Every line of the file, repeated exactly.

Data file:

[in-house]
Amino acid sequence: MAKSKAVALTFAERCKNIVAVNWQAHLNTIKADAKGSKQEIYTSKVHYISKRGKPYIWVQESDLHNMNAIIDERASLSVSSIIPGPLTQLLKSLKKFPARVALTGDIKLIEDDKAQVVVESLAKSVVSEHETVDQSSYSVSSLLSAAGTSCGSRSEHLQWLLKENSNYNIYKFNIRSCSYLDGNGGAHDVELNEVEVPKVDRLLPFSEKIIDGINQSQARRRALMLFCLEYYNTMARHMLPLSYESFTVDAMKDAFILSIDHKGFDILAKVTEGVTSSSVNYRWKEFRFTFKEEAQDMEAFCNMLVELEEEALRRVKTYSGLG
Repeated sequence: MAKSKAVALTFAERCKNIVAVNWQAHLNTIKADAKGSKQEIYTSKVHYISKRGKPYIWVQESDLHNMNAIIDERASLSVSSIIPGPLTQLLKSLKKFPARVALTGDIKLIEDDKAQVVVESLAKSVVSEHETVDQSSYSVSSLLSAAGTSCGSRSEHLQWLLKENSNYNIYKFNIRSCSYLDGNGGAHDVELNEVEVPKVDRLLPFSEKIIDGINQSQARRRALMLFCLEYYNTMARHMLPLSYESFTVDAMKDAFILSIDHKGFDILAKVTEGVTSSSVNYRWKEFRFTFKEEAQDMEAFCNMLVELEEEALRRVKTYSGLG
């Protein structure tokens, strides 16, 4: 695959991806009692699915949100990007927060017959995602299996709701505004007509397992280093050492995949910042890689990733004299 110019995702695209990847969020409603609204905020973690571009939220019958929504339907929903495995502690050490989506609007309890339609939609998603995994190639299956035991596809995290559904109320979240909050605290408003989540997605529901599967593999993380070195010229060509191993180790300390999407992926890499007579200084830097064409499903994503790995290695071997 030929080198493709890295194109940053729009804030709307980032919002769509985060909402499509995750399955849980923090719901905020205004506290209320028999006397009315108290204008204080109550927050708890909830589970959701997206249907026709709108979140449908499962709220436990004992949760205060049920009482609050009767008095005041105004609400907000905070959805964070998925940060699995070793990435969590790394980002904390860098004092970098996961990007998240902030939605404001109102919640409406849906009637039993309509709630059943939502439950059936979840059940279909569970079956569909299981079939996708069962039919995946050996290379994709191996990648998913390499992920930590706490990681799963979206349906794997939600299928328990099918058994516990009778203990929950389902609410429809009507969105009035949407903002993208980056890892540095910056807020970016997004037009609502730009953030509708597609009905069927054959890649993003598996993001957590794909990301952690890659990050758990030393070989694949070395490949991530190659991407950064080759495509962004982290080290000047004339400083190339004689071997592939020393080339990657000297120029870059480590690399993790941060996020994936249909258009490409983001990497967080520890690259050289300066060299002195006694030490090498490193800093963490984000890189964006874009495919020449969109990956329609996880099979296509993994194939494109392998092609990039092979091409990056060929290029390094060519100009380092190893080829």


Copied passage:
[in-house]
Amino acid sequence: MAKSKAVALTFAERCKNIVAVNWQAHLNTIKADAKGSKQEIYTSKVHYISKRGKPYIWVQESDLHNMNAIIDERASLSVSSIIPGPLTQLLKSLKKFPARVALTGDIKLIEDDKAQVVVESLAKSVVSEHETVDQSSYSVSSLLSAAGTSCGSRSEHLQWLLKENSNYNIYKFNIRSCSYLDGNGGAHDVELNEVEVPKVDRLLPFSEKIIDGINQSQARRRALMLFCLEYYNTMARHMLPLSYESFTVDAMKDAFILSIDHKGFDILAKVTEGVTSSSVNYRWKEFRFTFKEEAQDMEAFCNMLVELEEEALRRVKTYSGLG
Repeated sequence: MAKSKAVALTFAERCKNIVAVNWQAHLNTIKADAKGSKQEIYTSKVHYISKRGKPYIWVQESDLHNMNAIIDERASLSVSSIIPGPLTQLLKSLKKFPARVALTGDIKLIEDDKAQVVVESLAKSVVSEHETVDQSSYSVSSLLSAAGTSCGSRSEHLQWLLKENSNYNIYKFNIRSCSYLDGNGGAHDVELNEVEVPKVDRLLPFSEKIIDGINQSQARRRALMLFCLEYYNTMARHMLPLSYESFTVDAMKDAFILSIDHKGFDILAKVTEGVTSSSVNYRWKEFRFTFKEEAQDMEAFCNMLVELEEEALRRVKTYSGLG
């Protein structure tokens, strides 16, 4: 695959991806009692699915949100990007927060017959995602299996709701505004007509397992280093050492995949910042890689990733004299 110019995702695209990847969020409603609204905020973690571009939220019958929504339907929903495995502690050490989506609007309890339609939609998603995994190639299956035991596809995290559904109320979240909050605290408003989540997605529901599967593999993380070195010229060509191993180790300390999407992926890499007579200084830097064409499903994503790995290695071997 030929080198493709890295194109940053729009804030709307980032919002769509985060909402499509995750399955849980923090719901905020205004506290209320028999006397009315108290204008204080109550927050708890909830589970959701997206249907026709709108979140449908499962709220436990004992949760205060049920009482609050009767008095005041105004609400907000905070959805964070998925940060699995070793990435969590790394980002904390860098004092970098996961990007998240902030939605404001109102919640409406849906009637039993309509709630059943939502439950059936979840059940279909569970079956569909299981079939996708069962039919995946050996290379994709191996990648998913390499992920930590706490990681799963979206349906794997939600299928328990099918058994516990009778203990929950389902609410429809009507969105009035949407903002993208980056890892540095910056807020970016997004037009609502730009953030509708597609009905069927054959890649993003598996993001957590794909990301952690890659990050758990030393070989694949070395490949991530190659991407950064080759495509962004982290080290000047004339400083190339004689071997592939020393080339990657000297120029870059480590690399993790941060996020994936249909258009490409983001990497967080520890690259050289300066060299002195006694030490090498490193800093963490984000890189964006874009495919020449969109990956329609996880099979296509993994194939494109392998092609990039092979091409990056060929290029390094060519100009380092190893080829």